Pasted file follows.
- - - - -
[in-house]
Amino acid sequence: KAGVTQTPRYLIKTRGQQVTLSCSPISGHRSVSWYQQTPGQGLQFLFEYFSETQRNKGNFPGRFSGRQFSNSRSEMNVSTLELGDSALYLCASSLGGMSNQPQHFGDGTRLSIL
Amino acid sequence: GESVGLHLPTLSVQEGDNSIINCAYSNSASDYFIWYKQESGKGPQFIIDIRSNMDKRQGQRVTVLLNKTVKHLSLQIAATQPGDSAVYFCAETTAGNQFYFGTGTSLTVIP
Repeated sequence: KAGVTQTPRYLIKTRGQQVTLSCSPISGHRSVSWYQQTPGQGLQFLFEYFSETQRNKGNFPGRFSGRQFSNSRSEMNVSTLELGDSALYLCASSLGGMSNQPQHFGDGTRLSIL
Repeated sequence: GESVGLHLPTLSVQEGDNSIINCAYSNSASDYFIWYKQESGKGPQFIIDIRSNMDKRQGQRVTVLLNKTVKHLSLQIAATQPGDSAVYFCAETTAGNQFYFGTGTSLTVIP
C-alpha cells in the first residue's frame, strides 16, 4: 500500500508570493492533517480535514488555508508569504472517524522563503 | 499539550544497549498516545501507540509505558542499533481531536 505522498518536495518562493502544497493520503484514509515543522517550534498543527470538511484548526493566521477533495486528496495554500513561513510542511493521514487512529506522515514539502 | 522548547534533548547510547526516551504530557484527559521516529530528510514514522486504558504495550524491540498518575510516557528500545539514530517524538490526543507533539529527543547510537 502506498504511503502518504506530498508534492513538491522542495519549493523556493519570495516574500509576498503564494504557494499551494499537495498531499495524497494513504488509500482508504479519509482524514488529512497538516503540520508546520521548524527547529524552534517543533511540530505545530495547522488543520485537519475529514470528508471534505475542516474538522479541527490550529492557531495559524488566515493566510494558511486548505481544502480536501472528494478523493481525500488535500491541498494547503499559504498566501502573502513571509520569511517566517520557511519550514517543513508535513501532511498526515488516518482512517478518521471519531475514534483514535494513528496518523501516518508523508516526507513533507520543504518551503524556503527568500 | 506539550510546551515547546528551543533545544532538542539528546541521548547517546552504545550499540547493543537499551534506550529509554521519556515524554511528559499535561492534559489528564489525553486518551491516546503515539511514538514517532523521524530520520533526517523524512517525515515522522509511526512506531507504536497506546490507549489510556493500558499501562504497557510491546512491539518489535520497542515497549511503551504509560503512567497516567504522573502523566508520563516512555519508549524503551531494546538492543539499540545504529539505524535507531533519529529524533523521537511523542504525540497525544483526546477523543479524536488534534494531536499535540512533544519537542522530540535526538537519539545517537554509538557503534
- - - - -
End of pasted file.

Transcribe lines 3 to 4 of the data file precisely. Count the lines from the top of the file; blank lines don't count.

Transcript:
Amino acid sequence: GESVGLHLPTLSVQEGDNSIINCAYSNSASDYFIWYKQESGKGPQFIIDIRSNMDKRQGQRVTVLLNKTVKHLSLQIAATQPGDSAVYFCAETTAGNQFYFGTGTSLTVIP
Repeated sequence: KAGVTQTPRYLIKTRGQQVTLSCSPISGHRSVSWYQQTPGQGLQFLFEYFSETQRNKGNFPGRFSGRQFSNSRSEMNVSTLELGDSALYLCASSLGGMSNQPQHFGDGTRLSIL